Full Text for Church History 3 - Volume 5 - The Seventeenth, Eighteenth and Nineteenth Centuries (Video)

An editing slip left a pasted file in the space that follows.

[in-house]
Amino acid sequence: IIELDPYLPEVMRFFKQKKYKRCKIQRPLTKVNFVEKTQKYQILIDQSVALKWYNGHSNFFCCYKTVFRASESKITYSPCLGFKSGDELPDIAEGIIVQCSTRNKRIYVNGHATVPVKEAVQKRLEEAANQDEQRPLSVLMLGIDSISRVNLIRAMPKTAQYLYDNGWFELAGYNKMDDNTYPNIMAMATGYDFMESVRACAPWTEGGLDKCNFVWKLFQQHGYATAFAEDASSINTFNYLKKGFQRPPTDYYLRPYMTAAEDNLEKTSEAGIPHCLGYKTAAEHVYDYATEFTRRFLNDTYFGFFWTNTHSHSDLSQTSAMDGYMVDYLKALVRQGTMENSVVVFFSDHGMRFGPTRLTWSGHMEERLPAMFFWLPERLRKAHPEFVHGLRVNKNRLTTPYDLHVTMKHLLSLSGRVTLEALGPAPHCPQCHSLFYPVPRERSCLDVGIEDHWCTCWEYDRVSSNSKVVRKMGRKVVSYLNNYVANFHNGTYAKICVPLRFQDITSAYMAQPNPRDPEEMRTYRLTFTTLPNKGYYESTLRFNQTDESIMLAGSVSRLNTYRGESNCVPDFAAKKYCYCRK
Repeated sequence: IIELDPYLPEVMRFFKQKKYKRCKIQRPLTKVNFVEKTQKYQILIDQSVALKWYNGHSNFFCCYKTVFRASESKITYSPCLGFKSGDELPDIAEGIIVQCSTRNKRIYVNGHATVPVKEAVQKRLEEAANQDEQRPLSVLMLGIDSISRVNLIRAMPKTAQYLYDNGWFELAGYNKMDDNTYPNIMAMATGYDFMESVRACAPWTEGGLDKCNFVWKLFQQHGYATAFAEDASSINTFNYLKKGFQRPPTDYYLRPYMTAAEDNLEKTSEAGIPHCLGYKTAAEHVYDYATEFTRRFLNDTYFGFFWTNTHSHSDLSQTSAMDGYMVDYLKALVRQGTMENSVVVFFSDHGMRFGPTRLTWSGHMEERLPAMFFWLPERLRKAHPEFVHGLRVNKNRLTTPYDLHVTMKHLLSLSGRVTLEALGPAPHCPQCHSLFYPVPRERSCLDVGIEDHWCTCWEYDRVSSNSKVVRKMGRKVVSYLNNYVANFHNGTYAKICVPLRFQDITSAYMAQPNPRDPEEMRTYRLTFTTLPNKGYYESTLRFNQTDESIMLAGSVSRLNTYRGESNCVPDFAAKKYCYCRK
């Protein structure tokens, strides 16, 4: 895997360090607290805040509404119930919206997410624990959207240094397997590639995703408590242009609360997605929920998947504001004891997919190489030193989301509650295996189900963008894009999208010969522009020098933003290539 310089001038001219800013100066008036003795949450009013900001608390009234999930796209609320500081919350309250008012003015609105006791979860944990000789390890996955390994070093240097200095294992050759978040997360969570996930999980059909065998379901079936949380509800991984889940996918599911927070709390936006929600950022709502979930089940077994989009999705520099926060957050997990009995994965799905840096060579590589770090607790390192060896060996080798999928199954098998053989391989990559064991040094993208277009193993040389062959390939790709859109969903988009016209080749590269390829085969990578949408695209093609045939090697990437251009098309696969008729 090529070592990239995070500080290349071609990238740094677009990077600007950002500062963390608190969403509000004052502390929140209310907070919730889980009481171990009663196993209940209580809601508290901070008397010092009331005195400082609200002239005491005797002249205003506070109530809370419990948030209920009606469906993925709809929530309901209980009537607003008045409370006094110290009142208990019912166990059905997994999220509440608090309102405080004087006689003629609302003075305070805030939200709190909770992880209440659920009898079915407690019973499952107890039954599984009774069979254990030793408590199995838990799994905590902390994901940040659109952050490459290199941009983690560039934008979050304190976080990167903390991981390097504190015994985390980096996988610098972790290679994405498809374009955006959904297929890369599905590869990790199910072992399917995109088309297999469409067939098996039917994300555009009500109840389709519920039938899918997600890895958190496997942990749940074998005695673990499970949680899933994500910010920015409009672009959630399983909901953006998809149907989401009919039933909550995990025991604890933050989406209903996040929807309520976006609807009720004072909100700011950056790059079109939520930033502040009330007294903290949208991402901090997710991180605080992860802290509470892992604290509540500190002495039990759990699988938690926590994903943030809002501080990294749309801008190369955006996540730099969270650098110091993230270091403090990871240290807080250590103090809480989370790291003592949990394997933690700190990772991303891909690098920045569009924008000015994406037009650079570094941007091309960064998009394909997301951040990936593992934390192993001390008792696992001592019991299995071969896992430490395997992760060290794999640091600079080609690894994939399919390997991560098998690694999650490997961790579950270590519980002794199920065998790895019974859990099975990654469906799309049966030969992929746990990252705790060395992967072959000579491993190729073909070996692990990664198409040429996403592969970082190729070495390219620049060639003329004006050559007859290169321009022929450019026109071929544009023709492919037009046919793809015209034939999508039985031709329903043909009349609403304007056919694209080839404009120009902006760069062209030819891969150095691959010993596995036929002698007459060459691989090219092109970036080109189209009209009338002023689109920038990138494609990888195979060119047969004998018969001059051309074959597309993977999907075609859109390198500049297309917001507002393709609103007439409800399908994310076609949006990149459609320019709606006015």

ROUGHLY EDITED COPY CH3-005 PROFESSOR LAWRENCE REST PROFESSOR WILL SCHUMACHER Captioning Provided By: Caption First, Inc. P.O. Box 1924 Lombard, IL 60148 800-825-5234 ***** This text is being provided in a rough draft format. Communications Access Realtime Translation (CART) is provided in order to facilitate communication accessibility and may not be a totally verbatim record of the proceedings. ***** >> PAUL: Already in the church history course which precedes this one, we began to see the many changes that the Reformation caused within Christianity in the 16th century. But I'd appreciate hearing more about what happened in subsequent centuries. How did the church developed in Europe during this time? How was the influence of the Reformation felt during the 1600's, the 1700's, and 1800�s? Were there any similarities between the experiences of the Roman Catholic and Protestant churches? >> SPEAKER: Paul, you've hit on something very important here, and that is that all of the churches, all of the Western European society, faced tremendous changes over the course of the 16, 17, and 1800's. We've already seen that was the case philosophically with rationalism and the Enlightenment. Also within the church proper, we've seen movements like orthodoxy and Pietism that have affected the way the church lived out its life in the world. But also there were significant political changes that affected much of Western Europe. Reaching back into the Reformation period, England had undergone terrific changes as it broke free from the domination of the papacy under Henry VIII. Within the English church, significant changes occurred again and again including something of an irresolute will as to what the English church actually would be. After Henry's death, we see them make a move toward the Reformed tradition. In the mid 1550�s, Mary Tudor, or Bloody Mary as she was known, pushed the church back toward Roman Catholicism. She was succeeded by Elizabeth who then took the Anglican Communion into more of a middle road, and within that context, Anglicanism became a force to be reckoned with particularly on the colonial scene in the late 1500's and especially during the 16 and 1700's. But also as it grappled with its own problems, things like Anglicanism and Puritanism. Puritanism within the English church is something we'll speak about at some length later on in the course. Within the Lutheran Church, questions of the political ramifications of the Reformation were very much at the forefront. Luther himself appointed what were called *(German) or emergency bishops in the hope that during the extremely dynamic time of the Reformation period, that these men could lend a certain stability to the church as it made the transition from Romanism to Lutheranism. Later on it was hoped that these princes, these bishops, these secular bishops, I guess we'd call them, would relinquish some of their power back to the church, but it didn't play out that way. So that in many areas of Germany where Lutheranism dominated into the 16 and 1700's and even the 1800's, still the state had a dominant role in the life of the church and the development of the so-called consistory in which the church was a department of the state would have a tremendous impact on the growth and the life of Lutheranism in Germany. Within the other traditions, there were changes as well. And here we begin to see the impact of Reformation thought. In Roman Catholicism, already in the 1600's, changes began to occur. For example, in France a movement called Gallicanism. Gallicanism emphasized the independence of France, the integrity of the nation of France and of the church within that nation. That is to say, the church saw itself as independent, if you will, of outside authority. The church was answerable specifically to the king, and the church was answerable within the context merely of France. There was a resistance to outside authority, specifically the Italian papacy. And in this respect you can begin to see some of the impact of the Reformation as it emphasized the necessity of the local church governing local affairs. Now, obviously, this is when the context of the national church, and there's a strong state force that governs much of the church�s behavior. Nevertheless, what you begin to see in France in the 1600's is a break away from papal authority and a move towards a more independent church albeit one answerable to the secular authority. Similar things happened in Roman Catholic portions of Germany. There we see Febronianism come out in which the church argues that it is not answerable to the papacy per se, but that the arguments, the actions, and the decrease of the church must be adopted by the local church before they become effective. In other words, the ecumenical church, the broader Roman church, could not simply decree that the church in Germany follow a certain path. Rather, the German church itself had to approve of the manner in which it would live out its life until a local synod approved a papal or conciliar decree that would not be normative for the church�s life in Germany. Again, a modicum of independence, not autonomy yet where these folks were cut off from other external forces, but the insistence that the local church had the authority to establish these things for itself. Finally, in addition to Febronianism in Germany, Gallicanism in France, you have Josephism in Austria. And Josephism simply reflects these other movements. Later in the 1700's Joseph of Austria simply said that it was the government's responsibility to care for the life of the church. It was the government's responsibility to establish who would hold office as bishop and who would not. It was the government's responsibility to regulate the worship life of the church, not the papacy's responsibility off in Italy. In all three of these cases, you see a respect for the church's tradition while at the same time, a movement away from the centralized authority of one Roman Catholic pope calling all the shots for all the church. In that respect, some of the emphases of Luther are heard. There's an echo, if you will, of Luther's emphasis on the necessity of the church taking responsibility for itself. It hadn't completely cut itself free at this point, but it had established the principle. All of these movements, Febronianism in Germany, Gallicanism in France, Josephism in Austria all fall under a broader rubric, a larger umbrella, and the term there is Erastianism. And Erastianism simply says that the state is omnicompetent to control all aspects of a nation's life including its religious life. That large claim of omnicompetence would quickly be challenged, and as things moved into the 1700's, we see increasingly the evidence of revolution. The clearest example, obviously, the revolution in France breaking out in 1789 where the monarchy is overthrown. Also in France, we see the demise of the church only recovering later in the 1800's. But as things push into the 1800's, there is a greater and greater insistence on the part of the churches that they be truly free. Within German Lutheranism this especially plays itself out in the years 1817 and following. In Prussia, Friedrich Wilhelm III enacted what was called the Union in 1817. This was an enforced union of Protestants and Lutherans, Reformed and Lutherans. And the idea was to break down the old divisive barriers of confession and to allow for intercommunion between adherents of the various traditions. What it did, in fact, was create a third church. That is to say where Friedrich Wilhelm saw all Protestants coming together in Prussia into one evangelical church, what happened was you had many who remained confessionally Lutheran, some who remained confessionally Reformed, and many who now also were considered evangelical. His forced enaction of union between the two groups actually created a third church. It was simply unworkable, and as he passed from the scene in 1840 and was succeeded by Friedrich Wilhelm IV, Friedrich Wilhelm IV recognized that free and independent churches simply had to be allowed to exist. From that point forward, there have been the self-standing churches of Germany, specifically in this case, in Prussia. And one might say at that point, one sees within Germany specifically, though this did happen elsewhere, one sees specifically within Germany the fruition of Luther's notion of the church functioning as church without the necessary interference, shall we say, of the secular authority. That is, not opposed to the secular authority, but the church operating freely within the realm that God has given to it, namely the proclamation of the gospel. That's a lot of history of within a short period of time. That is to say, some significant changes occurred in perspective, but many of these can be traced, at least in their incipient form, to Luther�s reforms in the early 1500's. By the early 1800's, and certainly by the latter part of the 1800's, these had become reality, and the church had moved significantly to a different posture within the political realm. ***** This text is being provided in a rough draft format. Communications Access Realtime Translation (CART) is provided in order to facilitate communication accessibility and may not be a totally verbatim record of the proceedings. *****